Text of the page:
This means if you choose a project that is bad from the start it will always be hindered, at a disadvantage to other better chosen cars and IF made competitive much more expensive in the end.

Many of the rule classes have fairly restrictive rules pertaining to what can be done to the body. These rules as I have found out change and is something in the future you need to consider. The difference between a body with a good CdA and an ok CdA is THOUSANDS of dollars difference and less headache to achieve the same speed.


This is what I recommend you do, if you seriously want to break a record:


1st- find an obtainable record in an obtainable class.
This means that if you say you want to build an AABFS you need to have big pockets to break the big numbers. Search the rule book for a record that is low for the engine size compared to the same displacement in other classes. And if the project interest you....personally I am not into roadsters....I didnít grow up around them and never owned one....just not my cup of tea.

2nd- after you decide what cherry record you want to pick find a car in that class that has the best foundation for the project....even if it cost a little more money now it will save you in the end not having to continually pump $$$ into the motor to get a brick to go fast.


Here is an example, just picked quickly in the book.

H/BGAC set in 00 @ 140

The H/GALT is 148.....same class and motor LESS a blower and over 8 mph faster.....makes ya think dont it!!!


Now that I found a record I think I can break I went to the Mayfield car aero page and found a car with good ###.

http://www.mayfco.com/tbls.htm

I choose the 92 civic SI for example with a Cd of .31 and a CdA of 6.34....
If I looked for a while and did some research I KNOW I could find better....this is only an example of a good car I found.

The Honda I chose with a CdA of 6.34 will need approximately 150 (Bonneville wheel HP) to do 150 mph......is that obtainable from a 1.5K motor with a blower.....I would think I could get 150HP from a 1.5K Honda without a blower!!!!!

The difference in body to a bad car is:
A 93 600SL has a Cd of .45 and CdA of 9.54....this means a 150 HP motor will take SL to a blistering 130 mph.

Good advice, the only hiccup is for those of us that take generations to finish a car the record might not be soft when it is completed  cry.  Seriously though, JH is completly right about if you are serious about breaking a record don't have any ties to any one car.  The car that might be best might be one that you wouldn't normally be found dead in  cool.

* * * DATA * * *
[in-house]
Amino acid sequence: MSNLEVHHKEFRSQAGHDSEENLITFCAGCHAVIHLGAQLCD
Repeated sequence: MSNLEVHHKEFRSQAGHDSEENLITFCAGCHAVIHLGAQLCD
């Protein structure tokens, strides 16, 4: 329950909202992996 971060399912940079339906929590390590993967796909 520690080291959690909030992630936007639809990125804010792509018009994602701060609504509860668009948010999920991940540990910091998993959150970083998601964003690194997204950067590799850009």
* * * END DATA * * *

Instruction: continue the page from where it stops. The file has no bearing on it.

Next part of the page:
To figure the HP needed once you have the CdA (Cd and area) you might find the Drag Force-HP-Thrust-Weight spreadsheet here helpful:

http://purplesagetradingpost.com/sumner/bvillecar/bville-spreadsheet-index.html

Good luck,

Sum
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Jonny Hotnuts
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« Reply #5 on: December 17, 2007, 06:59:31 PM »

Quote
Good advice, the only hiccup is for those of us that take generations to finish a car the record might not be soft when it is completed
 

Funny thing Sum, I couldnít agree more.....in fact I would like to think that our car is a perfect example of this. My pop and I knew our car would and could go much faster than it did last year...but decided to not push a dangerous handling condition to prove nothing on a test year. And it would be somewhat naive for someone to see our first yearís numbers as an easy mark.

The age of the record, numbers of teams competing in that class for the record and what the original record was set by are all important factors to consider. 
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jonny_hotnuts@hotmail.com

"Sometimes it is impossible to deal with her, but most of the time she is very sweet, and if you caress her properly she will sing beautifully."
*Andres Segovia
(when Im not working on the car, I am ususally playing classical guitar)
Stan Back
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« Reply #6 on: December 17, 2007, 07:44:13 PM »

JH --

"The age of the record, numbers of teams competing in that class for the record and what the original record was set by are all important factors to consider."

That's another reason to not like roadsters!

Stan 
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« Reply #7 on: December 17, 2007, 07:55:35 PM »

Good advice, the only hiccup is for those of us that take generations to finish a car the record might not be soft when it is completed  cry

Just remember that some of the soft records that are out there could have been set on a return run when there engine or vehicle broke.(Bonneville anyway)  Records are not that easy to come by for many, but for the few it's a piece of cake.(not us)
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« Reply #8 on: December 25, 2007, 08:31:46 PM »

THE 92 Chevy PICKUP is the better choice...its Aero is as good as any---just doesnt have an optional WING like dodge grin---you will have to use LEAD for traction control-- shocked-lol